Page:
A recent BMi Research report confirms that the flavoured milk category recovered some of the volume lost in the past two years as it recorded a positive growth during 2018. The recovery of water in areas which were previously affected by the drought has positively impacted the feed for cows and consequently the supply of milk to the industry. A similar trend is observed from other dairy beverages such as drinking yoghurt, buttermilk and maas, which also witnessed a surge in the volume in 2018.
Top end retail maintained its position as the dominant outlet for flavoured milk accounting for almost two thirds of the total volume. This channel is known for promotional activity in store and has a large customer base. The on-consumption channel showed the slowest growth and accounted for the second smallest share in volume in 2018. On-consumption has been under pressure across other beverage categories as well. This is partially driven by the depressed economy leading consumers to eat out less frequently. Exports has the smallest share in volume. Due to the lifespan of flavoured milk, it is not a common product to export to international markets.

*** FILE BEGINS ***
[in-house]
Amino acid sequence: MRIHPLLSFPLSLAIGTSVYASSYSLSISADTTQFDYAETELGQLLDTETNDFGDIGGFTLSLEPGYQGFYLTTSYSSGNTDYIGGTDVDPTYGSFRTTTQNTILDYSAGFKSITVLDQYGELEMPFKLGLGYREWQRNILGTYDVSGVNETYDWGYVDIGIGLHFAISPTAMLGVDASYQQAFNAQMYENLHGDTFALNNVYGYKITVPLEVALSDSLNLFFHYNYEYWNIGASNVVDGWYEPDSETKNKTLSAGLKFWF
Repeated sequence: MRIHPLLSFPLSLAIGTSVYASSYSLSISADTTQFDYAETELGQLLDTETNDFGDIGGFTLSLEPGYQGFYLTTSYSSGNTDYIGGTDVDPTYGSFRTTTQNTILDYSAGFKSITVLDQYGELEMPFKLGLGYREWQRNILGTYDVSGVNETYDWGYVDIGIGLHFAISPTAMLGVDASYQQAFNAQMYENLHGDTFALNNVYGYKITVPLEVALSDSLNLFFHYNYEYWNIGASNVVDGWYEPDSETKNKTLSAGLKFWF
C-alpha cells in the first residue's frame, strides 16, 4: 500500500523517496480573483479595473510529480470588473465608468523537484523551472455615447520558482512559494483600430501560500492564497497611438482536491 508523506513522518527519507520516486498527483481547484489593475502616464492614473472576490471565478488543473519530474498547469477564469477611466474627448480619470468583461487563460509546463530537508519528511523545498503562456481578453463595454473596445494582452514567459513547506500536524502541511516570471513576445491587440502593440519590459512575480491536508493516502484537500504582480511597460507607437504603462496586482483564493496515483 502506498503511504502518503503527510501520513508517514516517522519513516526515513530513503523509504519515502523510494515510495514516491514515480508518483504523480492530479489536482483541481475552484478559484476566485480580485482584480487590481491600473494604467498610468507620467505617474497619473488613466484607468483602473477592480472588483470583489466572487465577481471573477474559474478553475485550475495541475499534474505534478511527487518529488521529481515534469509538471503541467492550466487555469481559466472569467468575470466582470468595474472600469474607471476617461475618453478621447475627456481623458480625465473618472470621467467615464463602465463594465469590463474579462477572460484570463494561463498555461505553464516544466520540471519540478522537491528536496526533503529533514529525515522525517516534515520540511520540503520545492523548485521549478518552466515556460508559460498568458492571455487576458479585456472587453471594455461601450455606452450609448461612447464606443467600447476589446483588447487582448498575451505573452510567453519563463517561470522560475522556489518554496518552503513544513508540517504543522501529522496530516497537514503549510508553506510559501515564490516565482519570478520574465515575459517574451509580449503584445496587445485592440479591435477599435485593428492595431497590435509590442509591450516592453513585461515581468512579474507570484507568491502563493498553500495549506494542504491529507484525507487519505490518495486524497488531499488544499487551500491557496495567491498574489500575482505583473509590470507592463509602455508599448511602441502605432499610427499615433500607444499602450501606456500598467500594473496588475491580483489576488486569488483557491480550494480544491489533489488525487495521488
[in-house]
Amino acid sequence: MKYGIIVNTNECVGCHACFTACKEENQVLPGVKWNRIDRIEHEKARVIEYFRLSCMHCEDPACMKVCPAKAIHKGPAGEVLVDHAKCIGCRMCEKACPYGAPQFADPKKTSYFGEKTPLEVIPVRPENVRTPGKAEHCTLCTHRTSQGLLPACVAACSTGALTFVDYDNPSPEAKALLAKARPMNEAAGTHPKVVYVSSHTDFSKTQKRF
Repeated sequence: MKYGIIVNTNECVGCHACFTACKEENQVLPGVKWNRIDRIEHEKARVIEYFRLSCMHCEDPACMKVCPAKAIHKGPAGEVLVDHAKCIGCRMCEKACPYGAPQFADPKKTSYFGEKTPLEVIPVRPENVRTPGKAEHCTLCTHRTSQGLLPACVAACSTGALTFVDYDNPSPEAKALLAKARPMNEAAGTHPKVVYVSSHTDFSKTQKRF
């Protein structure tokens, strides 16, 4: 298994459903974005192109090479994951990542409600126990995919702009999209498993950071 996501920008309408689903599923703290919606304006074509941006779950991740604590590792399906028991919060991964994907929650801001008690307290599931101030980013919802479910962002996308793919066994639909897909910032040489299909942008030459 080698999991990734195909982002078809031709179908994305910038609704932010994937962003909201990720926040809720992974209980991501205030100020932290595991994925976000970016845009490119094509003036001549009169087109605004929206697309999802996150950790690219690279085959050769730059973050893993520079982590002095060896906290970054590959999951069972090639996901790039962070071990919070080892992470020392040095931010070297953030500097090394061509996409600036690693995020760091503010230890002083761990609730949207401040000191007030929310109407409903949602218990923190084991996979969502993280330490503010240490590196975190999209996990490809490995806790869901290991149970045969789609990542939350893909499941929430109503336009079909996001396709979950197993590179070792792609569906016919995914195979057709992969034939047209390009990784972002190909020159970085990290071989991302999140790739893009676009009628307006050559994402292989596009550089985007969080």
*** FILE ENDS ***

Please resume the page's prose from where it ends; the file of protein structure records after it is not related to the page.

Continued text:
The key metropolitan regions held the major share of the volume distributed for flavoured milk in 2018. Collectively Gauteng, KwaZulu-Natal and the Western Cape made up the majority share of the volume. The large population size and higher disposable income is believed to be the driving factors behind the large volume share. The largest growth in volume was witnessed by North West region (although off a small base), over the period under review. It is hypothesized that the volume surplus may have been attributed to the oversupply in neighbouring regions such as Gauteng.
In the medium to long term, the category is expected to continue growing in volume as players are also likely to innovate to keep consumers interested in their products.
See the report here.
December 12, 2019